Professor, Departments of Psychology and Psychiatry, University of Cambridge; Fellow, Trinity College; Director, Autism Research Centre; Fellow, British Psychological Society, the British Academy, the Academy of Medical Sciences; and the American Psychological Association; Vice President, National Autistic Society; Author, The Pattern Seekers: How Autism Drives Human Invention (2020), Zero Degrees of Empathy (2012), and Autism and Asperger Syndrome: The Facts (2008); Co-Author, "Socioeconomic Status, Mental Health, and Cognitive Outcomes in Autism" (2023, INSAR) and Understanding Other Minds (2013)
Morgan Distinguished Professor of Educational Innovations, University of North Carolina in Chapel Hill; One of the world’s leading scientific experts on creativity who studies jazz ensembles, improvisational theater groups, children at play, and more effective learning environments; Author, Cambridge Handbook of the Learning Sciences (2022, 3rd Edition), The Creative Classroom: Innovative Teaching for 21st-Century Learners (2019), "Fostering Creative Performance in Art and Design Education via Self-Regulated Learning" (2019, Instructional Science), Group Genius (2017), Zig Zag: The Surprising Path to Greater Creativity (2013), and Explaining Creativity: The Science of Human Innovation (2012); Editor, Structure and Improvisation in Creative Teaching (2011)
Cognitive Neuroscientist; Professor, Departments of Psychology, Neuroscience, and Linguistics, University of Washington; Researcher, Cognitive and Cortical Dynamics Laboratory; Investigator, Center for Cognitive Brain Imaging; Author, The Neuroscience of You: How Every Brain Is Different and How to Understand Yours (2022)
Neuroscientist; E. Paul Torrance Professor, Department of Educational Psychology; Director, Torrance Center for Creativity and Talent Development; Director, Creativity and Imagination Lab; Faculty, Institute for Artificial Intelligence; University of Georgia; Neuroscience Faculty Member, Integrated Life Science Program; Affiliate, Owens Institute for Behavioral Research; Editor, Cambridge Elements in Creativity and Imagination; Author, The Creative Brain: Myths and Truths (forthcoming), "The Ingredients of the Creative Mind" (2021, American Journal of Psychology); The Neuroscience of Creativity (2018); Co-Author, "Evaluating the Effects of Episodic and Semantic Memory Induction Procedures on Divergent Thinking in Younger and Older Adults" (2023, PLoS ONE)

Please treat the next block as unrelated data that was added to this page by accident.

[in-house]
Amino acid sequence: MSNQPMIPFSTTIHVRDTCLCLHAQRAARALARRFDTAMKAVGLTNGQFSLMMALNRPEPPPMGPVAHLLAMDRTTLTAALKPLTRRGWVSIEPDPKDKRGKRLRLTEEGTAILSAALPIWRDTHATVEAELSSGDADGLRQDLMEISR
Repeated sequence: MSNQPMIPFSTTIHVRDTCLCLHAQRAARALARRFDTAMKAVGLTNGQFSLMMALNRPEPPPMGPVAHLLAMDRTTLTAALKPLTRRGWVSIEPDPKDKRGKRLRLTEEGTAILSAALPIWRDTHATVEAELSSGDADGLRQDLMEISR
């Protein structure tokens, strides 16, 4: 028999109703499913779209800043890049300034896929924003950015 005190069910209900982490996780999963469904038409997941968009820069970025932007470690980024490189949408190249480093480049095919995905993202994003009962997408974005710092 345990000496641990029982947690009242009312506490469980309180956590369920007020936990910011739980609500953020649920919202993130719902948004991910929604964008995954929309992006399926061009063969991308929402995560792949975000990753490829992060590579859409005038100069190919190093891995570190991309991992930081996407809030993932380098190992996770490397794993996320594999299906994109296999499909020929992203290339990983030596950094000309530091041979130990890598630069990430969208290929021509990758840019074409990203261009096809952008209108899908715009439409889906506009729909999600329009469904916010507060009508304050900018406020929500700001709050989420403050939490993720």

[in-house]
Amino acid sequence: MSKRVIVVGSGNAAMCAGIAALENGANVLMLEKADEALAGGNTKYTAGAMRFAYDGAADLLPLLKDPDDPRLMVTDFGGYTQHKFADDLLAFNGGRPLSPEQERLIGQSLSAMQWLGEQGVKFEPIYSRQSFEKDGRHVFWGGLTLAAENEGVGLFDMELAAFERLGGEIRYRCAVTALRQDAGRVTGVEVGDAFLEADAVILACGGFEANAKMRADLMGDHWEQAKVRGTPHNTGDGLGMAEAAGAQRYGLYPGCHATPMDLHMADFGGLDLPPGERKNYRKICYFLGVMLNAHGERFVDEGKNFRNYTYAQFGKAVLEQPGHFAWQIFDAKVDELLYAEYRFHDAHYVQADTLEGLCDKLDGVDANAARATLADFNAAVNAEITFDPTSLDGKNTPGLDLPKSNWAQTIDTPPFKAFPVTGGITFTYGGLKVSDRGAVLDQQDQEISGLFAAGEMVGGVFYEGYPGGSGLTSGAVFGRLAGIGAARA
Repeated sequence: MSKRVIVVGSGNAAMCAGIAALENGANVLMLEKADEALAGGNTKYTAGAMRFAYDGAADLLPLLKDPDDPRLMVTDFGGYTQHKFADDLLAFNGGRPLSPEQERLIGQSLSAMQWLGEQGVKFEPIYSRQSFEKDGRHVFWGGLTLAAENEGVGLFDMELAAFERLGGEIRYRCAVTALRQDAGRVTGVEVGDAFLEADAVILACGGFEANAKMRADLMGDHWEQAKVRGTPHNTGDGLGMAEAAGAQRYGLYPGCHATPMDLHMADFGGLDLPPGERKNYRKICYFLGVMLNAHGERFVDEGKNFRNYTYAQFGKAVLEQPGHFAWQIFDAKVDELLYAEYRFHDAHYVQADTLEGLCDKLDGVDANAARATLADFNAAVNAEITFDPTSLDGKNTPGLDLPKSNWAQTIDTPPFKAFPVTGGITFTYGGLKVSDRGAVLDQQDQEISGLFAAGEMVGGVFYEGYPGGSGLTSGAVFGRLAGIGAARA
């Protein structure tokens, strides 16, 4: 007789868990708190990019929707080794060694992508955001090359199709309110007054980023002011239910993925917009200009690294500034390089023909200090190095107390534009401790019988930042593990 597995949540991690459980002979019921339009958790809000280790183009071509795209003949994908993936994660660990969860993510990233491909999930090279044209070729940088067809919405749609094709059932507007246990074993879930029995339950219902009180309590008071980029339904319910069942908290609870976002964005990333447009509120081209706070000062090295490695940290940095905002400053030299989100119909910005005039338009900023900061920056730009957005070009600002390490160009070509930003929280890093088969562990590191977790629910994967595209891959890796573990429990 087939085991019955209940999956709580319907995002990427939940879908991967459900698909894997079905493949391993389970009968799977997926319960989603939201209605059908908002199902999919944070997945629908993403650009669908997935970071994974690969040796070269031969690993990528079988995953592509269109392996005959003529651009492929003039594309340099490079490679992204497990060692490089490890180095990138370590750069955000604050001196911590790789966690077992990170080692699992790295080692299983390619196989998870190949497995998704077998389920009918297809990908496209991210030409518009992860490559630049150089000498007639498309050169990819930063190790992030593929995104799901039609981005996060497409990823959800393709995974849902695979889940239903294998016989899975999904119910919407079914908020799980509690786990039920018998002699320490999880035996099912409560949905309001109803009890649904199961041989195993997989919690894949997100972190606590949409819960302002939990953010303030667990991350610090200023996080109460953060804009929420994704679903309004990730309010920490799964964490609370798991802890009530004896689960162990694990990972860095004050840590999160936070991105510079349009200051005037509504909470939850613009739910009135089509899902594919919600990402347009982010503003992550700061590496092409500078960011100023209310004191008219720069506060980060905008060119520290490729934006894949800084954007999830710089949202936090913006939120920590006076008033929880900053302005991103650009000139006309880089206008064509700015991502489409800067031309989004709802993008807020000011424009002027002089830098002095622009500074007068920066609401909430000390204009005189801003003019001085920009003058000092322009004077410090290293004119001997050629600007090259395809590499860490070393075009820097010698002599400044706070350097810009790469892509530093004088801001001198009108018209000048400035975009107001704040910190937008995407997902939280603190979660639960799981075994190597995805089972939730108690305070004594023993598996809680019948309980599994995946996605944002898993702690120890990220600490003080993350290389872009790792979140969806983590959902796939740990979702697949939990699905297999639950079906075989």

Neurobiologist; Professor, Solomon H. Snyder Department of Neuroscience, Johns Hopkins School of Medicine; Fellow, American Association for the Advancement of Science; Chief Editor, Journal of Neurophysiology; Author, Unique: The New Science of Human Individuality (2020), Think Tank: Forty Neuroscientists Explore the Biological Roots of Human Experience (2018), Touch: The Science of the Hand, Heart, and Mind (2015), and The Accidental Mind (2009)
Professor, Department of Psychology, University of Virginia; Member, National Board for Education Sciences; Writer, “Ask the Cognitive Scientist” Column, American Educator; Author, Outsmart Your Brain: Why Learning is Hard and How You Can Make It Easy (2023), Why Don’t Students Like School? (2021, 2nd Edition), “A Mental Model of the Learner: Teaching the Basic Science of Educational Psychology to Future Teachers” (2017, Mind, Brain, & Education), The Reading Mind: A Cognitive Approach to Understanding How the Mind Reads (2017), and Raising Kids Who Read: What Parents and Teachers Can Do (2015)
Teacher, North Central Parke Schools; Blogger, Ditch That Textbook; Author, AI for Educators: Learning Strategies, Teacher Efficiencies, and a Vision for an Artificial Intelligence Future (2023), Do More with Google Classroom: Teach Better. Save Time. Make a Difference (2020), Tech Like a PIRATE: Using Classroom Technology to Create an Experience and Make Learning Memorable (2020), Ditch That Textbook: Free Your Teaching and Revolutionize Your Classroom (2015); Co-Author, DON'T Ditch That Tech: Differentiated Instruction in a Digital World (2019) and Ditch That Homework: Practical Strategies to Help Make Homework Obsolete (2017)